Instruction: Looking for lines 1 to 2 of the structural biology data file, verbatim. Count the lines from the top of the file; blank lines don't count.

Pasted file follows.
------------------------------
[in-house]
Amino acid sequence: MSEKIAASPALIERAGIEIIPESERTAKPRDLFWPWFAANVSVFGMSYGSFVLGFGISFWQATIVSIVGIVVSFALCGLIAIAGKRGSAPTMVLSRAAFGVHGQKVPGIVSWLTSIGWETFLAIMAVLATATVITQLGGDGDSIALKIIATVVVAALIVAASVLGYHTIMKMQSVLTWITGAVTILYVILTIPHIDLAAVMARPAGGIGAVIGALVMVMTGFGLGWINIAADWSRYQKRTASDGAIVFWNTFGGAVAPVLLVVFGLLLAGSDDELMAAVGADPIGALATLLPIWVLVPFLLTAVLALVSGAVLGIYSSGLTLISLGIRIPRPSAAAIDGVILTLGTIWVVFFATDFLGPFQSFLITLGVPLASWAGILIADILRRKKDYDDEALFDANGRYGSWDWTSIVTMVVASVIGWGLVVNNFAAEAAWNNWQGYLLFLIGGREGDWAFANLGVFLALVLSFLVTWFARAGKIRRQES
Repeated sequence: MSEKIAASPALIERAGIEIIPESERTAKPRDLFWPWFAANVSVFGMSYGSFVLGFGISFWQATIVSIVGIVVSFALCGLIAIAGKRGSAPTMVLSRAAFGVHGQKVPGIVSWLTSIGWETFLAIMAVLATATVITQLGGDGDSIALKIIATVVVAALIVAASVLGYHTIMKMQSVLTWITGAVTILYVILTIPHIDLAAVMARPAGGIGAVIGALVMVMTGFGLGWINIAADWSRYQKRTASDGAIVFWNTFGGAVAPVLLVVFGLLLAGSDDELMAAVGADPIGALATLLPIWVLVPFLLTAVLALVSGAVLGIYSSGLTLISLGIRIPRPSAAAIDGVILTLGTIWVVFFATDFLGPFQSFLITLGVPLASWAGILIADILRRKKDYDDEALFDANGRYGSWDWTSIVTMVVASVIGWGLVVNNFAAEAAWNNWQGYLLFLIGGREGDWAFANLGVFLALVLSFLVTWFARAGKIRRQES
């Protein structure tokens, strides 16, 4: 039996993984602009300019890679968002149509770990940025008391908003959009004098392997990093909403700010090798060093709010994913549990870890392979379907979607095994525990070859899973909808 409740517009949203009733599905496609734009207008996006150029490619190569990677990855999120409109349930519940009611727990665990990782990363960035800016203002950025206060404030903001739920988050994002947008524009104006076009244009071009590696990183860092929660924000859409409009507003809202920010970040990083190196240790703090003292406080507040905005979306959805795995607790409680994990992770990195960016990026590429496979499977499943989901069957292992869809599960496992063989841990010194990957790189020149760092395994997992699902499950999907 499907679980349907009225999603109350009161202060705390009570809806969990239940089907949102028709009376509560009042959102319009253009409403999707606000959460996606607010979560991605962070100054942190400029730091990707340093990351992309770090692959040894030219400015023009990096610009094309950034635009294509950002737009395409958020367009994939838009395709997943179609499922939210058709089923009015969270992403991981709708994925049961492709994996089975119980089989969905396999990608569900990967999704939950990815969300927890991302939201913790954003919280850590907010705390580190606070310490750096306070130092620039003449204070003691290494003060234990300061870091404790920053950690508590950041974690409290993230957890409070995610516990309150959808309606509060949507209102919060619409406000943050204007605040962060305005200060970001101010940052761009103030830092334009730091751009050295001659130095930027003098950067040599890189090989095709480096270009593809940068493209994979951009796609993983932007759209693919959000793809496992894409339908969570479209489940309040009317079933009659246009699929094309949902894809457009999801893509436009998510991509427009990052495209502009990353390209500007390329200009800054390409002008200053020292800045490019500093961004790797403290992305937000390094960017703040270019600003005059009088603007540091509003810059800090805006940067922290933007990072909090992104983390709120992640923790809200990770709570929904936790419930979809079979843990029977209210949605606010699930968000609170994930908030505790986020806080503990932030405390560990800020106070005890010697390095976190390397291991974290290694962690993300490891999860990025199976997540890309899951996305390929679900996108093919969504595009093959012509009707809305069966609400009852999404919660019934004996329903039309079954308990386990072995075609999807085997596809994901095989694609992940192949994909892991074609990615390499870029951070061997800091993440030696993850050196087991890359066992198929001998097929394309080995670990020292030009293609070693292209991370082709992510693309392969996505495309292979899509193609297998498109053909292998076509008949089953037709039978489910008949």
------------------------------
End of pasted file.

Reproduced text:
[in-house]
Amino acid sequence: MSEKIAASPALIERAGIEIIPESERTAKPRDLFWPWFAANVSVFGMSYGSFVLGFGISFWQATIVSIVGIVVSFALCGLIAIAGKRGSAPTMVLSRAAFGVHGQKVPGIVSWLTSIGWETFLAIMAVLATATVITQLGGDGDSIALKIIATVVVAALIVAASVLGYHTIMKMQSVLTWITGAVTILYVILTIPHIDLAAVMARPAGGIGAVIGALVMVMTGFGLGWINIAADWSRYQKRTASDGAIVFWNTFGGAVAPVLLVVFGLLLAGSDDELMAAVGADPIGALATLLPIWVLVPFLLTAVLALVSGAVLGIYSSGLTLISLGIRIPRPSAAAIDGVILTLGTIWVVFFATDFLGPFQSFLITLGVPLASWAGILIADILRRKKDYDDEALFDANGRYGSWDWTSIVTMVVASVIGWGLVVNNFAAEAAWNNWQGYLLFLIGGREGDWAFANLGVFLALVLSFLVTWFARAGKIRRQES